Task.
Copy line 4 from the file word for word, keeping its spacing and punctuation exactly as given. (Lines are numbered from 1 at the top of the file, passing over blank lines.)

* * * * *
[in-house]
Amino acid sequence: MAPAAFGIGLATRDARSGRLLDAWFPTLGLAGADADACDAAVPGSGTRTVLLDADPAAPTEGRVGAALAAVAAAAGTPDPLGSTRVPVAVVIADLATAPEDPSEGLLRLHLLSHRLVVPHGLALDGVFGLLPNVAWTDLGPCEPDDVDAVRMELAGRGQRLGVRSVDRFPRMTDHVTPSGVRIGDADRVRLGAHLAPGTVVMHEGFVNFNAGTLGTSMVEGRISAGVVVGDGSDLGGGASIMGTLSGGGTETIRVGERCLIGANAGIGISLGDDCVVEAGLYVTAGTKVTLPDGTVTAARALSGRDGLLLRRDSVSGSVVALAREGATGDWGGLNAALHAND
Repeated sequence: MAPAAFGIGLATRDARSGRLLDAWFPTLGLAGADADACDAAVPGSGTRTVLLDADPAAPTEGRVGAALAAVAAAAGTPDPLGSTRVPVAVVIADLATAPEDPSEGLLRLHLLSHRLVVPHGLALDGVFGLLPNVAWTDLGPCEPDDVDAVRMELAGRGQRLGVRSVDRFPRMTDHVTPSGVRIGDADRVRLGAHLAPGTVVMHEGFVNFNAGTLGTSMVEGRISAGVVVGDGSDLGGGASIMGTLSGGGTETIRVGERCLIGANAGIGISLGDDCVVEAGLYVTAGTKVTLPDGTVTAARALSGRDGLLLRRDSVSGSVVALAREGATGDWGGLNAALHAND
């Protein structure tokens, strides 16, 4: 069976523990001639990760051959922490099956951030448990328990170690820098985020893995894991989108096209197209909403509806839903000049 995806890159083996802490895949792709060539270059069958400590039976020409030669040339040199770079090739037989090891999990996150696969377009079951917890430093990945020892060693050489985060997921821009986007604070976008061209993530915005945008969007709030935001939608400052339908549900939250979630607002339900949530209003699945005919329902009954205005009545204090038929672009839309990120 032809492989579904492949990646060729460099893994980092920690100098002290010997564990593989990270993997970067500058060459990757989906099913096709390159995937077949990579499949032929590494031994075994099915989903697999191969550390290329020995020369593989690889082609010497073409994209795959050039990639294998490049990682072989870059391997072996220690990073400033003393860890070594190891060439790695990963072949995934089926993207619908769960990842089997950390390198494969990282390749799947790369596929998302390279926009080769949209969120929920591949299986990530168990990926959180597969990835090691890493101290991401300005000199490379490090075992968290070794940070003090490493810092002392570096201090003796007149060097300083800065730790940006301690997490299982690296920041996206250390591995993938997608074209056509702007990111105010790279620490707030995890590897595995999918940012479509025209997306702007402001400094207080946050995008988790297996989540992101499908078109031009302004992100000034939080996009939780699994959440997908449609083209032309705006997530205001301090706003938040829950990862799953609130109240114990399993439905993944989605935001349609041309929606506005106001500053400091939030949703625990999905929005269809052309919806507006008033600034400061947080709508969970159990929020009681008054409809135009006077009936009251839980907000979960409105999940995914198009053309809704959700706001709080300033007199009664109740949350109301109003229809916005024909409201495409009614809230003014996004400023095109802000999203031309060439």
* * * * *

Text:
């Protein structure tokens, strides 16, 4: 069976523990001639990760051959922490099956951030448990328990170690820098985020893995894991989108096209197209909403509806839903000049 995806890159083996802490895949792709060539270059069958400590039976020409030669040339040199770079090739037989090891999990996150696969377009079951917890430093990945020892060693050489985060997921821009986007604070976008061209993530915005945008969007709030935001939608400052339908549900939250979630607002339900949530209003699945005919329902009954205005009545204090038929672009839309990120 032809492989579904492949990646060729460099893994980092920690100098002290010997564990593989990270993997970067500058060459990757989906099913096709390159995937077949990579499949032929590494031994075994099915989903697999191969550390290329020995020369593989690889082609010497073409994209795959050039990639294998490049990682072989870059391997072996220690990073400033003393860890070594190891060439790695990963072949995934089926993207619908769960990842089997950390390198494969990282390749799947790369596929998302390279926009080769949209969120929920591949299986990530168990990926959180597969990835090691890493101290991401300005000199490379490090075992968290070794940070003090490493810092002392570096201090003796007149060097300083800065730790940006301690997490299982690296920041996206250390591995993938997608074209056509702007990111105010790279620490707030995890590897595995999918940012479509025209997306702007402001400094207080946050995008988790297996989540992101499908078109031009302004992100000034939080996009939780699994959440997908449609083209032309705006997530205001301090706003938040829950990862799953609130109240114990399993439905993944989605935001349609041309929606506005106001500053400091939030949703625990999905929005269809052309919806507006008033600034400061947080709508969970159990929020009681008054409809135009006077009936009251839980907000979960409105999940995914198009053309809704959700706001709080300033007199009664109740949350109301109003229809916005024909409201495409009614809230003014996004400023095109802000999203031309060439």